Forty plaintiffs in Prairie Village are actively against converting their Mission Valley Middle School into a senior-living complex. But why?
If I lived near the school and my loved ones were in need of such a facility, would it not be a blessing to have them so near? And, for those with a more fiscal mind-set, a new commercial facility would add significant dollars to the county’s budget and perhaps lower residents’ tax bills.
To me, the structure that eclipses the Corinth area sits heavily on the northeast corner of 83rd Street and Mission Road, perhaps because of its immediacy to curb’s edge, or so it seems.
Leawood Fluoride in water
There is something in the water in Wichita that could be lowering IQs of certain state representatives, and it’s not fluoride. Rep. Steve Brunk, a Wichita Republican, has introduced a measure directed at municipalities that fluoridate their water.
It would require them to notify citizens that “the latest science confirms that ingested fluoride lowers the IQ in children.” (2-10, A-4, “Fluoridation fight boiling.”) To the contrary, dentists will tell you that people who grow up in places with fluoridated water generally have less tooth decay than those who didn’t.
This includes my 43-year-old daughter who remains virtually cavity-free to this day. And what about her IQ?
She was recently accepted into a major state university school of nursing with nearly a four-point grade average. Could her academic success be because of all the fluoridated water she has consumed in her lifetime?
Such a claim would be as silly as those who believe fluoridation adversely affects intelligence.
Overland Park Greater acceptance
Kudos to The Star for the recent outstanding coverage of issues relating to the lesbian, gay, bisexual and transgender communities. The Feb. 9 front-page article, ‘“I am a girl,’” on transgender young people was well-written and enlightening, and a powerful reminder of the wide variants in the human condition that some use to ostracize and punish rather than to appreciate and integrate.
Also, it was very gratifying to read that the campuses of both the University of Missouri and Benedictine College are places of welcome for gay athletes, rather than places of derision and misunderstanding (2-11, A1, “Struggle validates success for Sam”). The more facts that are known, the less false assumptions there will be about gender identity.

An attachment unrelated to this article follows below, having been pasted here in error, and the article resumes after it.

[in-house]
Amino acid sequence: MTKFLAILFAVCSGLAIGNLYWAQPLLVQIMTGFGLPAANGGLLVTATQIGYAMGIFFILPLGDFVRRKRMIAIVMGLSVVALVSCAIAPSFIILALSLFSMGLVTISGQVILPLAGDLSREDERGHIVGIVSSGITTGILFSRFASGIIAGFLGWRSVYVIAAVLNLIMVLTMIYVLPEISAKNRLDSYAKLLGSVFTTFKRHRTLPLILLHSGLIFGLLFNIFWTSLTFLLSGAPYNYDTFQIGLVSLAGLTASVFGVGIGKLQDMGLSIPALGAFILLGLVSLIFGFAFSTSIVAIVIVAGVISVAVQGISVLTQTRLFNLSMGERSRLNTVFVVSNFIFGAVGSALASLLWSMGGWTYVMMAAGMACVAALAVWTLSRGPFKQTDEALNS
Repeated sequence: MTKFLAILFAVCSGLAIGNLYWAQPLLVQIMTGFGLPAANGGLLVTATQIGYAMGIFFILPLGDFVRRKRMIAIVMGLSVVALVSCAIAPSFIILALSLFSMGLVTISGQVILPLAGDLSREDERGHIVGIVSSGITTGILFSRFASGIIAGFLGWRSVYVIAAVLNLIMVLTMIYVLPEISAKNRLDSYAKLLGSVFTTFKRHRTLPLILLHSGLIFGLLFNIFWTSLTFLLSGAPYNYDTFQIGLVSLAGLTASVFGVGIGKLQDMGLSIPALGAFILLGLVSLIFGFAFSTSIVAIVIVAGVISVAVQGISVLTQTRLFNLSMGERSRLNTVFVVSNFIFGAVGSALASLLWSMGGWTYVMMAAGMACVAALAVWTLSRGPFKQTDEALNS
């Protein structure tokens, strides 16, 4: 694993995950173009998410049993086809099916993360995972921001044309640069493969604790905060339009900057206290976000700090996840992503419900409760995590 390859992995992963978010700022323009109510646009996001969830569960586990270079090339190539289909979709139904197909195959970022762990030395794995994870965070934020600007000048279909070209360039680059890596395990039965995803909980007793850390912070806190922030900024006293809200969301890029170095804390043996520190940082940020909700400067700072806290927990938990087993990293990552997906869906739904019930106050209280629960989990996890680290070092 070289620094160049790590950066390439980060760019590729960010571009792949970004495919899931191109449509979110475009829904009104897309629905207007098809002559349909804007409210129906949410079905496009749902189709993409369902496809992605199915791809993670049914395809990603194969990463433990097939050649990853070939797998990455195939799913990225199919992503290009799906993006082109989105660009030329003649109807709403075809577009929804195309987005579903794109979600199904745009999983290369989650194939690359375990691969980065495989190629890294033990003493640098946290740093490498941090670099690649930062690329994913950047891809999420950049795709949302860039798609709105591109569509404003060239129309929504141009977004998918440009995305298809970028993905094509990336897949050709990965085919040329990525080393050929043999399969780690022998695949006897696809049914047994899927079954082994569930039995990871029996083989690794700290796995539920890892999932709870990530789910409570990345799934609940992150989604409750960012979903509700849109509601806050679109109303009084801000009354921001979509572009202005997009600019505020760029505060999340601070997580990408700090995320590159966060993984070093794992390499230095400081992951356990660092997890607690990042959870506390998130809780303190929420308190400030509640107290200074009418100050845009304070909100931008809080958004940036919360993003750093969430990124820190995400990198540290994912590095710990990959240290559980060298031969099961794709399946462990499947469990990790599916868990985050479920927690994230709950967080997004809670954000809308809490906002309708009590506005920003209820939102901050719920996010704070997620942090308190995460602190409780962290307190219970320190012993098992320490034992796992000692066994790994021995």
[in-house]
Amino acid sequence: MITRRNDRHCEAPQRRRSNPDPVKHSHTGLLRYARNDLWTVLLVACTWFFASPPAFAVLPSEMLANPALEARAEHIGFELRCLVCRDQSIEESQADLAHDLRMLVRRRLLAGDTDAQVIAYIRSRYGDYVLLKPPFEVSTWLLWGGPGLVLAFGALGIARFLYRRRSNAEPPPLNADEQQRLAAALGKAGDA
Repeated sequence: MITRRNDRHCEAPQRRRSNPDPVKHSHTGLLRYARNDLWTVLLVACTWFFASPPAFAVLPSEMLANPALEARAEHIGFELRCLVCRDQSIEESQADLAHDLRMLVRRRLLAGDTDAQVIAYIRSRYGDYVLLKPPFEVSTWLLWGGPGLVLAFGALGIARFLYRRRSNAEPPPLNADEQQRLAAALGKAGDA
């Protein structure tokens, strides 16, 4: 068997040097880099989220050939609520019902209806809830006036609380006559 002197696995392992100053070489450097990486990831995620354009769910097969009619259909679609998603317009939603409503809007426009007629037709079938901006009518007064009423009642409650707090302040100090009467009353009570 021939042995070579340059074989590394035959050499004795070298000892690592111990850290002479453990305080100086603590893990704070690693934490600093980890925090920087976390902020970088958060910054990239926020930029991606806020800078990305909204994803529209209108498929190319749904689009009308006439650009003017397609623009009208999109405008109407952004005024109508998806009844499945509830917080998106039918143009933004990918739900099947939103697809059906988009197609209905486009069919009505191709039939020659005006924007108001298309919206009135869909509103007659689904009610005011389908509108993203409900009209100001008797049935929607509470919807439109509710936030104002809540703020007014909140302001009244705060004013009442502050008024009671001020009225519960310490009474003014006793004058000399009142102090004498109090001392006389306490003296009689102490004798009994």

All of us should be accepted because of the humanity we share, not shoved aside because our individuality may not conform to someone else’s idea of what is “normal.” I commend the brave athletes and others who are taking the risk to share their true selves with a public that is not always accepting, and The Star for its role in educating all of us about differences.
Roeland Park Kudos to carriers
Hats off to The Kansas City Star newspaper carriers for their dedicated paper delivery, especially during the recent inclement weather. Each day the paper is delivered in either clear or orange plastic.
I am not a rocket scientist, but the paper wrapped in the bright orange plastic would be much easier to find in the snow. Thank you for considering this “bright” idea.
Leawood U.S. rights, wrongs
We should all be thankful for The Star’s opinion pages. It is here that all the diversity within the area can “come to light.”
Our phobias (-homo, xeno-, Islamic-, etc.) and paranoia can be aired. You can extol your version of the Bible, excoriate the Quran and delve into the delusions of conspiracy and fanaticism.
Some venerate President Ronald Reagan. Others vilify President Barack Obama or visa versa.
The future is full of hopes or fears. The past is to be regretted or regaled.
Gridlock in Congress is the fault totally of one side or the other. We chastise the welfare recipient and top 1 percenters.
Abortion, education, evolution, socialism, tea party, war, patriotism — the squabbles are endless. However, as we are almost daily reminded, the one saving grace in all of this discord is that we have the right to carry concealed weapons.
Shawnee Snakes, development
Although neither Smooth Earth Snake nor Redbelly Snake is classed as endangered at a national level, neither is widespread nor abundant (2/10, A1, “Kansas legislators wrangle with snake preservation”). They may be locally abundant, but both live in habitats that, especially in eastern Kansas, are dwindling rapidly. In fact Redbelly Snake is legally protected in states other than Kansas along the west edge of its range.
The sole prey scientifically documented for Smooth Earth Snake are earthworms. And Redbelly Snake is highly specialized for a diet of snails and slugs, often hated as horticultural pests, so if the snakes eat them, what’s to fear?
The underlying issue is that officially recognizing them as threatened actually “threatens” various Johnson County development wishes. Oh my gosh. How can we let two snakes (or any wildlife) get in the way of that?
Well, it so happens that the habitats used by both species, when intelligently conserved, add value to planned developments as natural areas along the lines of Lawrence’s parks and hiking trails. All that’s needed is some planning.
Intelligent planning that is. And in Kansas, both species occur infrequently in scattered sites well south of Johnson County, making regulation of them by a state agency totally appropriate despite objection by one group of single-county officials.